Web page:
Linda Yaccarino Calls for ‘Radical Transformation’ in First Response to ANA Proposal

'We can go even further' than shifting upfront calendar, says NBCU ad sales chief

linda yaccarino
TV ad sales chiefs had been silent publicly on the ANA's proposal prior to Linda Yaccarino's letter. Virginia Sherwood/NBCUniversal
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Key insight:

TV ad sales executives have been publicly quiet since the Association of National Advertisers called for a shift to a calendar year upfront last week as part of what the group deemed “transformative” changes to the media ecosystem.

That changed this morning as Linda Yaccarino, NBCUniversal’s chairman of advertising and partnerships, became the first TV ad sales chief to publicly respond to the ANA’s June 10 report. But instead of addressing the upfront proposal directly, Yaccarino said “we can go even further” than shifting calendars and called for “radical transformation” in the industry in a note sent this morning to clients, agency and tech partners.

In the note, called “Transformation is a shared responsibility,” Yaccarino discussed the need to overhaul the industry in light of the Covid-19 pandemic and the nationwide protests against racism and police brutality:

“This moment demands radical transformation, and as companies are changing messaging or shifting trading calendars, we can go even further. This is the moment to question not just when we do business, but how we do business, at every level—because transformation is more than the private sector’s response to this moment, it’s our long-term responsibility,” Yaccarino wrote, continuing, “we need to do more as a marketing community to address our most deep-seated legacy problems, especially within our industry.”

While her letter doesn’t include the words “upfront” or “ANA,” she is specifically referring to the ANA’s proposal in the above paragraph, which links to the ANA’s report.

Yaccarino’s solution: “Now is the time for marketers to prioritize equity and inclusion, while also committing to a new open marketplace built on trust, radical transparency and meaningful collaboration. Just imagine how opening up training, technology and insights across the marketing industry could simultaneously accelerate lasting transformation and real economic recovery.”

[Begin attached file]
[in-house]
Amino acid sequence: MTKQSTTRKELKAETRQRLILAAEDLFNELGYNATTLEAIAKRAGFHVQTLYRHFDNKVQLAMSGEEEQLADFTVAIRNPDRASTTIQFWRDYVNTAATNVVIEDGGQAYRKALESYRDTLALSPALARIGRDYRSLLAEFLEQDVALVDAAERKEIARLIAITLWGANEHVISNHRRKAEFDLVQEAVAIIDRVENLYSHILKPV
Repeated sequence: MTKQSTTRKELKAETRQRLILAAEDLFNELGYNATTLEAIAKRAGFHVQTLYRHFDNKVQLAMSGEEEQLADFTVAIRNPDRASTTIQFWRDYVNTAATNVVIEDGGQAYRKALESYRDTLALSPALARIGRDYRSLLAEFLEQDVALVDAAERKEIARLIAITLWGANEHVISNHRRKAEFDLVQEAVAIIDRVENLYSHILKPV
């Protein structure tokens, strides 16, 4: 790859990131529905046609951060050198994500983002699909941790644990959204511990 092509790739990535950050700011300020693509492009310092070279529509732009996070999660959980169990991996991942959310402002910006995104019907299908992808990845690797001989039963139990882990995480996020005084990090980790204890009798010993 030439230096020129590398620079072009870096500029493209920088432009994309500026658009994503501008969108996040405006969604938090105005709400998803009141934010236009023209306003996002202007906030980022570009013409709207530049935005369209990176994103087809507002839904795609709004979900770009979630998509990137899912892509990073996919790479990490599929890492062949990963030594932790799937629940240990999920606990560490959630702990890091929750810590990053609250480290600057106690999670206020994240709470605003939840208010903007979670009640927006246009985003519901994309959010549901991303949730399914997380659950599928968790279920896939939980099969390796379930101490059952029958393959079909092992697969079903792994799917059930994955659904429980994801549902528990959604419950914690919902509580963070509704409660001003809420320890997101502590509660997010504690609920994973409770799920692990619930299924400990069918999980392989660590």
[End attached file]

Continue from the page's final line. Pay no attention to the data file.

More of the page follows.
Yaccarino doesn’t specially address the ANA’s upfront proposal, but NBCUniversal—like almost every other media company—has been clear with advertisers that it will operate on whatever timetable its clients would prefer in what will be a staggered upfront marketplace, with clients and categories engaging in talks at various times during the second half of the year.

Mark Marshall, NBCU president of advertising sales and partnerships, reiterated this at the company’s non-upfront event for marketers last month, when he noted that whether clients are interested in a broadcast or calendar upfront, “regardless of how you want to partner, we’re ready.” And like several other media companies, NBCU is already engaged in upfront talks with some of its clients.

But the ANA is looking for a more official upfront shift, from the traditional September-August broadcast upfront to a January-December calendar upfront.

“The marketing community must revisit the media buying environment and develop changes that will accommodate the new reality forced upon us,” said ANA CEO Bob Liodice in a statement last week.

No media company had commented publicly on the ANA report prior to Yaccarino’s letter this morning.

While her letter was short on specifics or next steps, NBCUniversal is planning to host a creativity summit later this summer to discuss opening up more resources, as well as a partnership/development summit and another measurement summit.

As part of this new effort, the NBCU advertising and sales training teams are working on building marketing training programs to scale industrywide, including sales excellence and diversity and inclusion programs.

@jasonlynch Jason Lynch is TV Editor at Adweek, overseeing trends, technology, personalities and programming across broadcast, cable and streaming video.